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Searle’s Chinese Room Argument February 2, 2009

Posted by Kyle in Philosophy of mind.
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Imagine you’re locked inside a room, isolated from the real world. In this room with you are a Chinese keyboard, a monitor, and a rule-book written in English that tells you what sequences of Chinese symbols you should send in response to certain sequences of Chinese symbols that appear on the monitor. It does not provide any word-translations, however. All the book has are syntactical rules for manipulating Chinese symbols. They say nothing about what the Chinese symbols mean or represent. Will you ever be able to learn Chinese while stuck in this room? Didn’t think so.

This is Searle’s proof that true artificial intelligence is impossible. Or is it?

The Chinese Room argument comprises a thought experiment and associated arguments by John Searle (Searle 1980), which attempts to show that a symbol-processing machine like a computer can never be properly described as having a “mind” or “understanding”, regardless of how intelligently it may behave.

Source: Wikipedia

A formalization of his proof runs as follows:

(1) If Strong AI is true, then there is a program for Chinese such that if any computing system runs that program, that system thereby comes to understand Chinese.
(2) I could run a program for Chinese without thereby coming to understand Chinese.
(3) Therefore Strong AI is false.

Source: Stanford Encyclopedia of Philosophy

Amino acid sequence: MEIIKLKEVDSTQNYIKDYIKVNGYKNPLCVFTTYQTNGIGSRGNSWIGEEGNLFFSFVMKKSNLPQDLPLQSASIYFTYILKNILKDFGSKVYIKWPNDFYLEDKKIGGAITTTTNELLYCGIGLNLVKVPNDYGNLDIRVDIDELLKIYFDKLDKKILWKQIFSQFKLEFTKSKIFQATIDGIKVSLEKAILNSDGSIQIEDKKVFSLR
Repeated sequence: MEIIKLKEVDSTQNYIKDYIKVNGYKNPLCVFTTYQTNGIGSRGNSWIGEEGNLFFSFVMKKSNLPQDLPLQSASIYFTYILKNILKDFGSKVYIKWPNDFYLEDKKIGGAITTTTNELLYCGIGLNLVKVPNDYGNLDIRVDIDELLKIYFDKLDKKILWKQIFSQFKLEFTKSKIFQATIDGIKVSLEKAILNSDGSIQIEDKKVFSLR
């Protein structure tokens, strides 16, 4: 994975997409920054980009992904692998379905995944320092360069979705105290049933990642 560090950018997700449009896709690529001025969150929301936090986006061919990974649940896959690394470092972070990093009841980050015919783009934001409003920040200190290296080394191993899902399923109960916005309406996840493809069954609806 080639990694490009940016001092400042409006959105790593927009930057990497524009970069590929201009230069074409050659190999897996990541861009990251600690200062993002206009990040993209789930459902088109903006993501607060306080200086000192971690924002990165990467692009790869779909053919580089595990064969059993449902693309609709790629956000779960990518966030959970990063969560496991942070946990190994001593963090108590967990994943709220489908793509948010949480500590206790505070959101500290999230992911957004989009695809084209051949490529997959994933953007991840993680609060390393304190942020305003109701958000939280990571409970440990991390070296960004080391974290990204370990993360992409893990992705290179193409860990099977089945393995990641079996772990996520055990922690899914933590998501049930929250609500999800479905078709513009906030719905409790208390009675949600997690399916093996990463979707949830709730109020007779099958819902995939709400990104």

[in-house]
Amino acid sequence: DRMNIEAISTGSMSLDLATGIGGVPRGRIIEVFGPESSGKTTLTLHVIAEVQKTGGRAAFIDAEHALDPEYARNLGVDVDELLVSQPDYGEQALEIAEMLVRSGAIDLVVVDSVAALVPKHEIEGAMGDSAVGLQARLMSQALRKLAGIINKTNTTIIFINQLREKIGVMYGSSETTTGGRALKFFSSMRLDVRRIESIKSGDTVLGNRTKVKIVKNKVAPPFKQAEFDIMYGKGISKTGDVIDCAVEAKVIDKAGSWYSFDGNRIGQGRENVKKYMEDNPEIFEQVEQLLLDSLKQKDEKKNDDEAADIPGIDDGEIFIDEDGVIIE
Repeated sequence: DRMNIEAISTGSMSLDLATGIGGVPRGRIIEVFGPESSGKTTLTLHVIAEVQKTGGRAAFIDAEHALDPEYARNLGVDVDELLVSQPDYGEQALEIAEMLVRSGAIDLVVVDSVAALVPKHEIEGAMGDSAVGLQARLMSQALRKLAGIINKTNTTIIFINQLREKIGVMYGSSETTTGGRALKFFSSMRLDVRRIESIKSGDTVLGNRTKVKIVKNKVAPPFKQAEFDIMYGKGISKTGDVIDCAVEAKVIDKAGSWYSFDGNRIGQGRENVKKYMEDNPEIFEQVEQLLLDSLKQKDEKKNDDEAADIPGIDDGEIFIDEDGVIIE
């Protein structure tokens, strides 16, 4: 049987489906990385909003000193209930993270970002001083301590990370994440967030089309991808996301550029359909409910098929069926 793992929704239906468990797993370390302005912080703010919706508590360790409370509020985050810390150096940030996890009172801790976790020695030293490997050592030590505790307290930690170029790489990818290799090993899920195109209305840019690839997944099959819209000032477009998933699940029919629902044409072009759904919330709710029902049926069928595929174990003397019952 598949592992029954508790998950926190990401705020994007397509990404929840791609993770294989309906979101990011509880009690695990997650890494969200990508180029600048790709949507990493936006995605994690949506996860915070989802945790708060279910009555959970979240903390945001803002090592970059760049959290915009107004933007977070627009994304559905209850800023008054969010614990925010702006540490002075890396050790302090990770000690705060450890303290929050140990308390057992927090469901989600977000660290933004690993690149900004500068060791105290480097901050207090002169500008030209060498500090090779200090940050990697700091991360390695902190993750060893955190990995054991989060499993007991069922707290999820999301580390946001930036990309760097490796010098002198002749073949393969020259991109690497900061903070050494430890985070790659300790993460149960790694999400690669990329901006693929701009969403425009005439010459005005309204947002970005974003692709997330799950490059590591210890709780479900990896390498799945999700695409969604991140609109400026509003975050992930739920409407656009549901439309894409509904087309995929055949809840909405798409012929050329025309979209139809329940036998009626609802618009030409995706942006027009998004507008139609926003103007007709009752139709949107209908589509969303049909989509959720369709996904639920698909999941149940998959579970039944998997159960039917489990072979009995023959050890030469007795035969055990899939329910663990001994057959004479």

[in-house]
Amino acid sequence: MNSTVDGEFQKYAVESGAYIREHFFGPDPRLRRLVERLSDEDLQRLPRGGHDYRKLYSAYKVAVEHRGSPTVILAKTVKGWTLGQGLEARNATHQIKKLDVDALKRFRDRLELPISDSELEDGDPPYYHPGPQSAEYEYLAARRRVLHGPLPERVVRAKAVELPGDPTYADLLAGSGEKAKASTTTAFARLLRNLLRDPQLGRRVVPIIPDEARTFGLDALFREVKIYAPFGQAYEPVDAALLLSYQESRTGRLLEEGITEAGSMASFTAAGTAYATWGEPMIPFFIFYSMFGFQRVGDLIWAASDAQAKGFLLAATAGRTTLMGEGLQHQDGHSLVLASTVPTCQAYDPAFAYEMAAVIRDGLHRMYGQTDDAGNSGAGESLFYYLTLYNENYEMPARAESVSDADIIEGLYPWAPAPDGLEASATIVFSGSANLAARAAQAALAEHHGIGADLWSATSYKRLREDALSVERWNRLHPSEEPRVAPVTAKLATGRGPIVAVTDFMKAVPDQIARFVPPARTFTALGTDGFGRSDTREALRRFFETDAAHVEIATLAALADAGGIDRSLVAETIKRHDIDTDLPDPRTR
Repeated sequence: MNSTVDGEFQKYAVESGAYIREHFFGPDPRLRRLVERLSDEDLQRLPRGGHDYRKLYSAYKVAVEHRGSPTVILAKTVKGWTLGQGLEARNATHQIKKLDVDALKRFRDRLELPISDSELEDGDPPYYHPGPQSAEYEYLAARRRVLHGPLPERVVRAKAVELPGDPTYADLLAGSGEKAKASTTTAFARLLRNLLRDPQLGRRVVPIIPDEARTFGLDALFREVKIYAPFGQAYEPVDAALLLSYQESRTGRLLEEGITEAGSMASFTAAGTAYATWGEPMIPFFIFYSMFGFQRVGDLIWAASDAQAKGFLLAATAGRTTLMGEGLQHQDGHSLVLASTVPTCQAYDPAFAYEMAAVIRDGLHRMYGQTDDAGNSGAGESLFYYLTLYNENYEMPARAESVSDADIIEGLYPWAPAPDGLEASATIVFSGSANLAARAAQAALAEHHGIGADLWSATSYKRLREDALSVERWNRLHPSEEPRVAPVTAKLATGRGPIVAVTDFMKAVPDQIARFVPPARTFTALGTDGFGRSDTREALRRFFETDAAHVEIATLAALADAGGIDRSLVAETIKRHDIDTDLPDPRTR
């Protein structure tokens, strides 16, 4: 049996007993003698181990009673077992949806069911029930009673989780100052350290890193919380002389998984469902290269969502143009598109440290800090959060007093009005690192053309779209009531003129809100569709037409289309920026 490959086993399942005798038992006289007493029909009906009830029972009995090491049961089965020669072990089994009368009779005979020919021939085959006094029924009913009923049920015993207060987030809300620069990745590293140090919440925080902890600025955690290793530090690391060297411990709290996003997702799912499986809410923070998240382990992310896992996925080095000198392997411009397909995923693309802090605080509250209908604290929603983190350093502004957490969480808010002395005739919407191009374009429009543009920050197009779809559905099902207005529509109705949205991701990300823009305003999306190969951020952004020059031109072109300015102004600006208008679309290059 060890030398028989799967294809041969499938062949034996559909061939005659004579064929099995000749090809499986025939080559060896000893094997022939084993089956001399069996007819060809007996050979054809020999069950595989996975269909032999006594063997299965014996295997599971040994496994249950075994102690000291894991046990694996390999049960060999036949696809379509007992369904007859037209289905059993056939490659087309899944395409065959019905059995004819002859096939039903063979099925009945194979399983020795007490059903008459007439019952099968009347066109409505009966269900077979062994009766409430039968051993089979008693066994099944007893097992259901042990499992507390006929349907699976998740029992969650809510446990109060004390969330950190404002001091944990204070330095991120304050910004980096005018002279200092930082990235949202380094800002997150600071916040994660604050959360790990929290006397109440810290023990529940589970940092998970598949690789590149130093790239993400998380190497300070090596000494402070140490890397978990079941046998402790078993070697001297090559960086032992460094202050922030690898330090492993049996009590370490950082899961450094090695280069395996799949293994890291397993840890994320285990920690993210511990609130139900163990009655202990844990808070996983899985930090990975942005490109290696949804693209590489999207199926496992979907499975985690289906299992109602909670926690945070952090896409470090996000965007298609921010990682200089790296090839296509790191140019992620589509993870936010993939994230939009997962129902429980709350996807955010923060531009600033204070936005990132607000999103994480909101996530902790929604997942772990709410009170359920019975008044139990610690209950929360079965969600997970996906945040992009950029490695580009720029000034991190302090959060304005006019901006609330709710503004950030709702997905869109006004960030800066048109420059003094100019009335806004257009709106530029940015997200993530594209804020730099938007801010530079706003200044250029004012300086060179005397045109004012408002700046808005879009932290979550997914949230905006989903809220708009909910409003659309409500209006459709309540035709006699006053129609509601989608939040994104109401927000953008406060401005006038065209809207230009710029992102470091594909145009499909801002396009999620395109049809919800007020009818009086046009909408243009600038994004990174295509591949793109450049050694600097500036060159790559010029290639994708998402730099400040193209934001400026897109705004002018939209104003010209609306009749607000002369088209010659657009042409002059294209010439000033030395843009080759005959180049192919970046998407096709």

First and foremost, there’s a critical flaw in this formalization – specifically the phrasing of premise (2). The fact that you “could” proves nothing. This proof only holds if you couldn’t possibly run a program that did allow you to understand Chinese. But that’s exactly what this proof is meant to prove. So this proof assumes its own conclusion. I’m not sure whether this was Searle’s own formalization or the author of the Stanford article’s, so I won’t spend any more time on it and proceed despite this technicality.

There have been numerous replies to Searle’s Chinese Room argument: the Systems Reply, the Virtual Mind Reply, the Robot Reply, the Brain Simulator Reply, the Other Minds Reply, and the Intuition Reply to name a few. Searle notes that the most common replies are the Systems Reply and others, like the Robot Reply, that build upon the same notion. In short, the Systems Reply suggests that while the man in the room may not himself understand Chinese, the system as a whole, of which the man is but a part, does. The Robot Reply builds on this by suggesting that if you built a highly sophisticated robot with all kinds of sensors for sight, sound, touch, etc. and released it into the real world, allowing it to interact with native Chinese speaking people, the robot might eventually come to actually understand Chinese. I personally hold this position. It seems intuitive that no person locked inside a room would ever come to understand anything, so why should we expect a computer to? To the man in the Chinese Room, even English phrases and sentences are utterly meaningless without all of the actual, real-world experiences that relate to the words forming those phrases. How could anyone ever come to know what a horse is without being shown, and having never heard nor seen any type of animal or living organism whatsoever? Similarly, knowing that 12 is 2 * 6 may be rather trivial and meaningless. But also knowing that 12 is twice as many as 6, that it’s the number of eggs in a dozen, and so on and so forth is not quite as trivial.. Now we’re getting somewhere, now we’re in the realm of understanding.